Written By: Anne Gavin
Note: This Post Contains Spoilers
So what about Frank Randall? One of my fellow staff writers for this blog wrote a very extensive piece recently about her feelings on the enigmatic Mr. Randall. However, I have a bit of a different take on the first husband of our intrepid heroine; former British Intelligence officer, Historian, Genealogist, supposed descendant of the evil Black Jack Randall, non-industrious lover and maybe one of the most misunderstood characters of the Outlander book and television series. What makes Frank tick and why are the TV Series producers so keen on “Frank’s Story”? Let’s discuss how one boring historian can ignite the Outlander Fandom into furious frenzy at the mere mention of his name.
At first glance in Episode 1, Frank and Claire make a dazzling pair. Sun shining like a spotlight on the two of them as they make their way through the picturesque Scottish Highlands in their gleaming automobile while impeccably and fashionably dressed. Attractive, young and embarking on an adventure to re-discover themselves.
What’s not to like? Frank seems doting enough. He can be seen looking admiringly at his wife numerous times. He loves her intellect, her spirit, her beauty and clearly pleased that she is interested in all his endeavors. He loves her. Of that, I have no doubt. And, then there is Claire. Back from the war – a place where she saw and experienced horrific things, maybe some even unspeakable. She was a woman who surely must have experienced sexism or harassment in a time when women weren’t necessarily considered equal to men. I imagine she must have had to develop a thick skin and learn to fend for herself. Likely she had a foundation for this in the years she spent with her Uncle Lamb after her parents passed. But, now, the self-sufficiency and the memory of long hours tending to dying and mangled men had faded and here she was – playing the part of a proper English wife. She was back where she was supposed to be. Or was she?
Clearly struggling with what’s next for her and her spouse, Claire appears determined to play the doting wife. She is at times amused by the seemingly singular scholarly focus of her beloved, and at the same time wistful about a life still not realized. Longing for a vase and a home and the stability that comes with those things, yet pushing boundaries with her sexual aggressiveness and non-traditional way of thinking.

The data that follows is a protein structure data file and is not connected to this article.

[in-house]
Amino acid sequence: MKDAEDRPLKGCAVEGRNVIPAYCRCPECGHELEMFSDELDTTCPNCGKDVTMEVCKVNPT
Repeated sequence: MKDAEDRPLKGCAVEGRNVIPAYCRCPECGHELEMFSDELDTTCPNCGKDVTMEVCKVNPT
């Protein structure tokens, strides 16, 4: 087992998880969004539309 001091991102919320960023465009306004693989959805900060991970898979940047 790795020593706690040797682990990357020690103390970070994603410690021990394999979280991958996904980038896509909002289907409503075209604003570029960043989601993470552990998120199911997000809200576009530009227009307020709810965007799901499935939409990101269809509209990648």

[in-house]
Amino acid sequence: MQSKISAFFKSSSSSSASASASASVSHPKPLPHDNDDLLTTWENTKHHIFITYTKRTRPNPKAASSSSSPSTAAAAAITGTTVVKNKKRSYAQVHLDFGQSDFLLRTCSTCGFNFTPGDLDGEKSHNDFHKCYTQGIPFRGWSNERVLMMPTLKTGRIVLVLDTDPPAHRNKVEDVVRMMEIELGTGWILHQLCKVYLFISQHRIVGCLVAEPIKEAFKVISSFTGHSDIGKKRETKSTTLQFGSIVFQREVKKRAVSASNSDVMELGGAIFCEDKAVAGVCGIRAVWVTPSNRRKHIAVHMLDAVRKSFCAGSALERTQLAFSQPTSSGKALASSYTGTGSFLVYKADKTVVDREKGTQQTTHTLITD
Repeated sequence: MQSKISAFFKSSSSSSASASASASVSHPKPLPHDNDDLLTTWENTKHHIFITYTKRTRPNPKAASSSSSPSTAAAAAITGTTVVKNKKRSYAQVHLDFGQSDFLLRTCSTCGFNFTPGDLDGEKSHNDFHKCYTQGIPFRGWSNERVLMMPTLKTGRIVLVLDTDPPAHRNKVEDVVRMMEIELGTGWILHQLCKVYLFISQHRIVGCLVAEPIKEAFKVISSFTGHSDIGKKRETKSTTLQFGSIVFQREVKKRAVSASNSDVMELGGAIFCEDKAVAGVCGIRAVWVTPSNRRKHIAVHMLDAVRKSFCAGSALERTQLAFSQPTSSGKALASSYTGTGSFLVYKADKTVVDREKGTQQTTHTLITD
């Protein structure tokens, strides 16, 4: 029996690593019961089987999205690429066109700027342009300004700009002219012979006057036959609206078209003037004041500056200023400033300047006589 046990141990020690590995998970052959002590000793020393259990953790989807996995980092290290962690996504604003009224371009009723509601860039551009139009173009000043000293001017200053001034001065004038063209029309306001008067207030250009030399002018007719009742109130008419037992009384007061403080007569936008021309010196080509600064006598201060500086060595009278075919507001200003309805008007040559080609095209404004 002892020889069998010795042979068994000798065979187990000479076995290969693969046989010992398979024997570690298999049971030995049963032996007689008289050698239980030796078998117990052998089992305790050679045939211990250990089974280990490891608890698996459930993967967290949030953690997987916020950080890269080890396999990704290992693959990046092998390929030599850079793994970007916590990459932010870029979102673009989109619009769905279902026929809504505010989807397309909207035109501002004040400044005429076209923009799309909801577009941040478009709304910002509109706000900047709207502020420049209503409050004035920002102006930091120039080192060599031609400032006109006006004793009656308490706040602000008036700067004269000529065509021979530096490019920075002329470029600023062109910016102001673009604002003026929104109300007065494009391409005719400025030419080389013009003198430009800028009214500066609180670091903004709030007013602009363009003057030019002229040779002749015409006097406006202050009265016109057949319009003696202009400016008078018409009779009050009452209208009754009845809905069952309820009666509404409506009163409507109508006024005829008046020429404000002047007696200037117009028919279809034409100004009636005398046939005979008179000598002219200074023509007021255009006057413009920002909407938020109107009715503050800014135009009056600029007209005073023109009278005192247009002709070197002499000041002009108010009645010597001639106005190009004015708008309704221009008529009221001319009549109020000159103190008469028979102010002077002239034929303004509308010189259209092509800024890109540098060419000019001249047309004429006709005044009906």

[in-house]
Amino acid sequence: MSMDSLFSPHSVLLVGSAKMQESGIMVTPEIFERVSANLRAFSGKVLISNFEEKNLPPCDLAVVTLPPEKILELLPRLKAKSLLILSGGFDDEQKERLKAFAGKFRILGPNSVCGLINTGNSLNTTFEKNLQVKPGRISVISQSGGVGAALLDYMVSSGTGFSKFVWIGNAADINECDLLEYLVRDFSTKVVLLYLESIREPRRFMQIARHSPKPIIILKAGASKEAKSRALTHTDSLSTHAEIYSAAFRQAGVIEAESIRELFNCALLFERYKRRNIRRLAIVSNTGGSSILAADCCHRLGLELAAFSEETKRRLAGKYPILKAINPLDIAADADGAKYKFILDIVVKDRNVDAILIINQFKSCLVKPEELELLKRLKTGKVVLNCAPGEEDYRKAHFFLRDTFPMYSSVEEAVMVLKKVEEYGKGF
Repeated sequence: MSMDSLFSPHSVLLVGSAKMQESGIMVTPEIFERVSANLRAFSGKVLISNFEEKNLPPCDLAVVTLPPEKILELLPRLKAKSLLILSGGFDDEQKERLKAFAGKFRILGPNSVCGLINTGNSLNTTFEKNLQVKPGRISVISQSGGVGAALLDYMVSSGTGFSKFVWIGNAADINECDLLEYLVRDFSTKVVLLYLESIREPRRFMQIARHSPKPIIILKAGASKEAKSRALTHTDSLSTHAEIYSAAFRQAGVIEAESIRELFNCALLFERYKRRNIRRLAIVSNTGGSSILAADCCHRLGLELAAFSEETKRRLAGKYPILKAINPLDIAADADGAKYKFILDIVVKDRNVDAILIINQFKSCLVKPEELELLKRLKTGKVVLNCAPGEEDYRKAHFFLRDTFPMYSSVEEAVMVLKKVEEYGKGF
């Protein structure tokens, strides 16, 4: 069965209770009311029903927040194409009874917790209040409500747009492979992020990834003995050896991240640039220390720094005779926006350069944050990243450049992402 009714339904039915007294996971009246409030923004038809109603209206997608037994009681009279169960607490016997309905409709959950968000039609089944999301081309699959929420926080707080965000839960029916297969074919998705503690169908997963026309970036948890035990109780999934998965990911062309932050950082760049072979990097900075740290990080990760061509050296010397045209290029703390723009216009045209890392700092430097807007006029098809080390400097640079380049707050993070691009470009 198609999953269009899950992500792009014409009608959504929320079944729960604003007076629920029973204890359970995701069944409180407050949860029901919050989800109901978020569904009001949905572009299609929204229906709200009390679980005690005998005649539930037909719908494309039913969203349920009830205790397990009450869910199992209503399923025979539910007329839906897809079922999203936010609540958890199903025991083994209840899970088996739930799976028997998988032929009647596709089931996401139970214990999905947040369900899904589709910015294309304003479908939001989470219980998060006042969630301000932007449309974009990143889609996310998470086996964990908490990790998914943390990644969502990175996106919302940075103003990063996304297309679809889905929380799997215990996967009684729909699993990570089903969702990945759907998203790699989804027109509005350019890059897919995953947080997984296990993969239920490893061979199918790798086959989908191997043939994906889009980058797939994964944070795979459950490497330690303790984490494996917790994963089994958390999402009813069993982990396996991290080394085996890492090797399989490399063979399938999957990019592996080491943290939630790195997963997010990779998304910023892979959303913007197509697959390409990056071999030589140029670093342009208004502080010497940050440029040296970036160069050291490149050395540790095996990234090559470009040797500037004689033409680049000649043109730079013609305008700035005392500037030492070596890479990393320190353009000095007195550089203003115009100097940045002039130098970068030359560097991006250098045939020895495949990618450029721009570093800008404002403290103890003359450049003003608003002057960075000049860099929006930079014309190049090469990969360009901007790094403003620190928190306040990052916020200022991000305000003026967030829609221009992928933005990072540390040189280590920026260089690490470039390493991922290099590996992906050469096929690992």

An examination of the Claire-Frank relationship and even further examination in Episode 108, “Both Sides Now,” is crucial to Claire’s story especially for non-book readers who must grasp story concepts and arcs and character motivations in just 16 short episodes. And, from the book series perspective, if Diana Gabaldon meant for Frank Randall to be a bit player, she would not have carried this character – alive and dead through the first three books in the series and beyond into subsequent books. Heck – Claire herself bears some responsibility for keeping Frank’s story alive by never taking off that damn wedding band…ever. Why is that? Claire will always have the specter of Frank hanging about for many reasons, not the least of which is she loved and respected the man despite his shortcomings.
For over 20 years, Claire shared a life with this man and much more. Their life was probably like many other married couples. It had its ups and downs, perhaps its infidelities – physical and emotional – and it had periods of anger and resentment, threats to leave, etc. But, TV series watchers who want to banish this man because it feels good for them to do so does Diana’s storytelling a great injustice. Both Diana Gabaldon and Ron Moore know that Frank’s Story is foundational for much of what will come after. It must be told.
Hating Frank or hating what he did or might eventually do to Claire or hating him because he’s NOT Jamie undermines the necessity to understand the story. The story is about a woman torn between two different lives, two different centuries and, at times, two different men. The theme repeats itself many times throughout the Outlander series – and for sure in the first four books. Despite her eventual deep love for Jamie, Claire has been profoundly conflicted at times and remains so for most of the first half of the Book Series. We only understand that when we know and yes, appreciate, Frank’s Story. Flawed, exasperating, dull at times? Yes. Significant to Claire and Jamie’s story? Absolutely. Don’t hate the man. Instead embrace this character because he makes a significant contribution to our understanding of the progression of the Outlander saga while also contributing to the many layers of Claire and Jamie’s Epic Love Story. You’re a player, Frank. Don’t let anyone tell you different!